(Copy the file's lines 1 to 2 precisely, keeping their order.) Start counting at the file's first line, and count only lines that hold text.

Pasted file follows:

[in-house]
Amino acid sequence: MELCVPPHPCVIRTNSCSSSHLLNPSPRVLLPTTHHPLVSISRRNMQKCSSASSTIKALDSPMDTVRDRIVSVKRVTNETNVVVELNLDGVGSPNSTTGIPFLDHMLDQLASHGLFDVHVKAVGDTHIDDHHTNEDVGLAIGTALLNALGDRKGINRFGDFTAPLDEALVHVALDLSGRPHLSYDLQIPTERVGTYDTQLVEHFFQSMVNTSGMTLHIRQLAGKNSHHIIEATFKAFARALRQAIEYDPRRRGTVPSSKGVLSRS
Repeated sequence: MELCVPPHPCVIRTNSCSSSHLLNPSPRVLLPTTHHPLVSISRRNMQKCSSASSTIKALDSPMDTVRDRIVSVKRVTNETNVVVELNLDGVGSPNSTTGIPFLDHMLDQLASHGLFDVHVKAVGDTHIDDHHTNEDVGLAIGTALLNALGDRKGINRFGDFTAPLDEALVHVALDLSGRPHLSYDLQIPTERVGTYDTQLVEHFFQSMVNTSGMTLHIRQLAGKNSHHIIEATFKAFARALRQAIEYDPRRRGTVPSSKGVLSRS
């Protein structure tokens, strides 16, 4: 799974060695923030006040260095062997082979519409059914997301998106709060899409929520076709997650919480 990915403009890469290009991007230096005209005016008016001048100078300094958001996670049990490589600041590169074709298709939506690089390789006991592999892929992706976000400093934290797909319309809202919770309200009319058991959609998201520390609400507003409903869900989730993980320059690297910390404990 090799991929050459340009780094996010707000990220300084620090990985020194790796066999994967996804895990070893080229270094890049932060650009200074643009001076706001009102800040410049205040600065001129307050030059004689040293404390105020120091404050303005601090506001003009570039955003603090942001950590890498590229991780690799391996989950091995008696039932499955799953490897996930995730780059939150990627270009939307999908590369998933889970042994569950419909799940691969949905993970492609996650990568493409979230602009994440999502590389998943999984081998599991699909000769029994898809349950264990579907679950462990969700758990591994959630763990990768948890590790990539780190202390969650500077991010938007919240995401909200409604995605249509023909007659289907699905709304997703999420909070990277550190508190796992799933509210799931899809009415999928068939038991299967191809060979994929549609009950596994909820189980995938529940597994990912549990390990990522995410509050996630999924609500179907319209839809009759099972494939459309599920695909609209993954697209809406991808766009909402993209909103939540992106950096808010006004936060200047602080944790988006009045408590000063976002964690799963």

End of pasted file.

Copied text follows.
[in-house]
Amino acid sequence: MELCVPPHPCVIRTNSCSSSHLLNPSPRVLLPTTHHPLVSISRRNMQKCSSASSTIKALDSPMDTVRDRIVSVKRVTNETNVVVELNLDGVGSPNSTTGIPFLDHMLDQLASHGLFDVHVKAVGDTHIDDHHTNEDVGLAIGTALLNALGDRKGINRFGDFTAPLDEALVHVALDLSGRPHLSYDLQIPTERVGTYDTQLVEHFFQSMVNTSGMTLHIRQLAGKNSHHIIEATFKAFARALRQAIEYDPRRRGTVPSSKGVLSRS